Labriola On

Labriola on loss to Vikings

CANTON, Ohio – After the emotional high created by the multi-day celebration of Jerome Bettis' induction into football immortality, what the current Steelers did inside the same Tom Benson Hall of Fame Stadium to conclude the Pro Football Hall of Fame festivities was disappointing.

Meaningless in the grand scheme of things, but disappointing nonetheless.

The Steelers opened their 2015 preseason, and here it's worth mentioning once again that it was the first of five preseason games, with a dud of a performance in a 14-3 loss to the Minnesota Vikings during an evening in which it quickly became obvious that the '3' was going to be it for the guys in the black helmets no matter how long the game lasted.

And the worst part of that reality comes from the left knee injury sustained by Shaun Suisham during the second half kickoff, an injury described by Coach Mike Tomlin as "significant or potentially significant," which meant the Steelers played 30 minutes of the game without anyone capable of adding another '3' to the existing '3.' Suisham was on crutches as he boarded one of the buses for the ride back to Pittsburgh after the game.

(As a side note, losing a kicker at this stage of the NFL calendar is hardly optimum because the options are to take a shot at somebody not in a team's camp with rosters set at 90 players, or to spin the waiver wire wheel and hope someone decent becomes available and isn't claimed by a team with a worse 2014 record. Remember this the next time you start whining about a kicker showing no real interest in making a tackle.)

Now back to the action. And what there was of it didn't put a smile on Tomlin's face.

"That wasn't the type of performance we were looking for," is the way Tomlin opened his postgame remarks, before continuing with the following: "There were some things we were trying to get done, things that I shared with you guys, that we thought were going to be important for us to play well. Quite frankly, we didn't do it. We had some pre-snap penalties that defeated us. We talked about that the other day. Third-and-10 became third-and-15. We had delay of games (penalties) and things of that nature in several instances. We lost the turnover battle. We made ourselves an easy team to beat because of some of those things. We missed some opportunities, including a scoring opportunity in the red zone. We didn't capitalize on it. We turned the ball over. We didn't produce points off a turnover when we had a short field. There was some shoddy tackling at times. These are not things to be excited about, but they are things that we will own, correct and get ready for our next opportunity, which is right around the corner as we go to Jacksonville."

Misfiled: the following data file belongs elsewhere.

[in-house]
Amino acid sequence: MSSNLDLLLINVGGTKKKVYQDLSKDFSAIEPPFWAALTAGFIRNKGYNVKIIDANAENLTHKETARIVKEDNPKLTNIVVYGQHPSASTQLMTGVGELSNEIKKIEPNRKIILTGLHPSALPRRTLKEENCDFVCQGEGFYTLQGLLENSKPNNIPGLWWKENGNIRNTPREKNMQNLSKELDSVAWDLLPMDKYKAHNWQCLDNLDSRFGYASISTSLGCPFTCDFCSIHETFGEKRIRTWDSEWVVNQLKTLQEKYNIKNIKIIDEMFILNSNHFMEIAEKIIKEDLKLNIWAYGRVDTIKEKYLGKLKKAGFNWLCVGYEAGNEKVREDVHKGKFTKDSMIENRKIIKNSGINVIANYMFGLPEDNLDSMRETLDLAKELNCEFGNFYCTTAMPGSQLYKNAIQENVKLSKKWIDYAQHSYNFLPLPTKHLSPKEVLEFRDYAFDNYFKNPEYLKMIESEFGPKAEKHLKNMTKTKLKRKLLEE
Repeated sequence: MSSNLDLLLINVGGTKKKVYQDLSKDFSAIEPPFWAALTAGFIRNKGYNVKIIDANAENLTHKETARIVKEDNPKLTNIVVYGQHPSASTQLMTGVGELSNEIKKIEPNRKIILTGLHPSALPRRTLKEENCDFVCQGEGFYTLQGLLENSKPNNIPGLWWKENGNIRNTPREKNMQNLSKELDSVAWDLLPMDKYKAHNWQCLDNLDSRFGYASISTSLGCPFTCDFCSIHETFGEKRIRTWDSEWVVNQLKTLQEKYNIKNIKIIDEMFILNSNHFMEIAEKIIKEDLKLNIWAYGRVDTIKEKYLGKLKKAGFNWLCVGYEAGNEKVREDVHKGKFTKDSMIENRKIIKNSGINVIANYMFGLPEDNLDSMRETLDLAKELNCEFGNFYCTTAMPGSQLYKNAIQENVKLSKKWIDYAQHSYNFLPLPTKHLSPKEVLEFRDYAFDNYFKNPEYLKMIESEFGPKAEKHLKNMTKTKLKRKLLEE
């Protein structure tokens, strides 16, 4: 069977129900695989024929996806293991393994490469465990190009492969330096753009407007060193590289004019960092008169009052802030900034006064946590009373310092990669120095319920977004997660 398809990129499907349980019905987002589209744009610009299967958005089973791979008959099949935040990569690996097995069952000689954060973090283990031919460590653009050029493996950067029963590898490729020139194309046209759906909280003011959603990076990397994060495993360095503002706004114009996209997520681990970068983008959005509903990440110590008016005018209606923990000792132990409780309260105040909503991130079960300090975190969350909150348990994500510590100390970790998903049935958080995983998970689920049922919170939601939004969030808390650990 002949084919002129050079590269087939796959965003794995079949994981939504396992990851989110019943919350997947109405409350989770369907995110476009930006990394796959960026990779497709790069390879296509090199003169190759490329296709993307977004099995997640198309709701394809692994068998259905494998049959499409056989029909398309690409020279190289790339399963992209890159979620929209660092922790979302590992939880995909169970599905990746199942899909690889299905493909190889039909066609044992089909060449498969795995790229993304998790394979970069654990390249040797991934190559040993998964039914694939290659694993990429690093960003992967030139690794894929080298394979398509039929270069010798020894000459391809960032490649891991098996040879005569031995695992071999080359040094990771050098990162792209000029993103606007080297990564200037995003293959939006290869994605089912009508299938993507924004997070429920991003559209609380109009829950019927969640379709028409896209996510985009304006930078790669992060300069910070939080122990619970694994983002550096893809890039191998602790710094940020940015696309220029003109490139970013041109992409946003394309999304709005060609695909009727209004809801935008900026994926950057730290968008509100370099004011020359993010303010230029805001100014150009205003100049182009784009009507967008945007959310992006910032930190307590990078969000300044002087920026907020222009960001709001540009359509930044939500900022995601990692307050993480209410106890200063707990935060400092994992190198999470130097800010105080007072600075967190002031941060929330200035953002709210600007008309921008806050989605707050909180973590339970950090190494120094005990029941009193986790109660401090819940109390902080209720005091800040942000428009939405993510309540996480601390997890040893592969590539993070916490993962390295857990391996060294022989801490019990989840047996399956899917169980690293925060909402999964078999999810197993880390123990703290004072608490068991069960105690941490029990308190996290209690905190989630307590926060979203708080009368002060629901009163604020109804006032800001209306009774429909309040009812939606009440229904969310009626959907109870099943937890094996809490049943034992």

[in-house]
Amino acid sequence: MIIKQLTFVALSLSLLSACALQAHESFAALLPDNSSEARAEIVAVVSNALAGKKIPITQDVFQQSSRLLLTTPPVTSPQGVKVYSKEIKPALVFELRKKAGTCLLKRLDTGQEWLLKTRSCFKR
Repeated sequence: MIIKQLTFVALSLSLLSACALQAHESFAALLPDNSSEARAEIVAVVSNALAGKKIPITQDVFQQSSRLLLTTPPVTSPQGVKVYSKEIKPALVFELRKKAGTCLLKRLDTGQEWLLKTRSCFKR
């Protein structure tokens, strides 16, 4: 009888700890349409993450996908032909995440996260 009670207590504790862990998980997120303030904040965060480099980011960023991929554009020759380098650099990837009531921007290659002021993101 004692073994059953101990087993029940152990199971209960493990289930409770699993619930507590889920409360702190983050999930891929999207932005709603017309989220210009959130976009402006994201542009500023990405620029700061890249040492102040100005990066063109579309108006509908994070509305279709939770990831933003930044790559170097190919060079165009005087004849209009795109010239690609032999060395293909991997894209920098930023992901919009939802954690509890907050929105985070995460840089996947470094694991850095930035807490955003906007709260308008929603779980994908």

The Pittsburgh Steelers took on the Minnesota Vikings to kick off the 2015 preseason in the NFL/Pro Football Hall of Fame Game in Canton, Ohio.

The Aug. 14 game against the Jaguars would have served as the preseason opener under typical circumstances, but 2015 brought the Steelers to their sixth Hall of Fame Game since 1963, which meant they got to play an earlier, bonus game that doesn't count in the standings.